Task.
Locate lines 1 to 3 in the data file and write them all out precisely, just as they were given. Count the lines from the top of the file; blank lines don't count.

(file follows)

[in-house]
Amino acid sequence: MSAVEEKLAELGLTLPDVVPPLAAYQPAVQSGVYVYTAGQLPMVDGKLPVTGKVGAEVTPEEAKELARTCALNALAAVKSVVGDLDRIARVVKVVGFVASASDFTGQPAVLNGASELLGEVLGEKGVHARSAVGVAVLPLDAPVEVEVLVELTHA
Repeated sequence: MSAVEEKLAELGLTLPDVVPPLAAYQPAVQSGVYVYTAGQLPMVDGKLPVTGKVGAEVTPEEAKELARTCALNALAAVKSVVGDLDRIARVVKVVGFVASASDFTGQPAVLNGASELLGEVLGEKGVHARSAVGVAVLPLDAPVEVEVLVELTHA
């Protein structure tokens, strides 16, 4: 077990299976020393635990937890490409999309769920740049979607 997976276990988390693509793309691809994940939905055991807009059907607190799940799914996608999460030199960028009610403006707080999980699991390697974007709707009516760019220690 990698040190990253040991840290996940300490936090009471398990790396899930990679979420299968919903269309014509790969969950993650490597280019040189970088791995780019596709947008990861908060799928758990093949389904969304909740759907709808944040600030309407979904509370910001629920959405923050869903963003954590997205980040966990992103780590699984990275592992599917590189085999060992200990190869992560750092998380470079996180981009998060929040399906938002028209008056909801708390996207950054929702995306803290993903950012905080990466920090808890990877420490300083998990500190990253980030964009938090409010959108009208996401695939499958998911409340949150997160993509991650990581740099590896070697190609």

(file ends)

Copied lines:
[in-house]
Amino acid sequence: MSAVEEKLAELGLTLPDVVPPLAAYQPAVQSGVYVYTAGQLPMVDGKLPVTGKVGAEVTPEEAKELARTCALNALAAVKSVVGDLDRIARVVKVVGFVASASDFTGQPAVLNGASELLGEVLGEKGVHARSAVGVAVLPLDAPVEVEVLVELTHA
Repeated sequence: MSAVEEKLAELGLTLPDVVPPLAAYQPAVQSGVYVYTAGQLPMVDGKLPVTGKVGAEVTPEEAKELARTCALNALAAVKSVVGDLDRIARVVKVVGFVASASDFTGQPAVLNGASELLGEVLGEKGVHARSAVGVAVLPLDAPVEVEVLVELTHA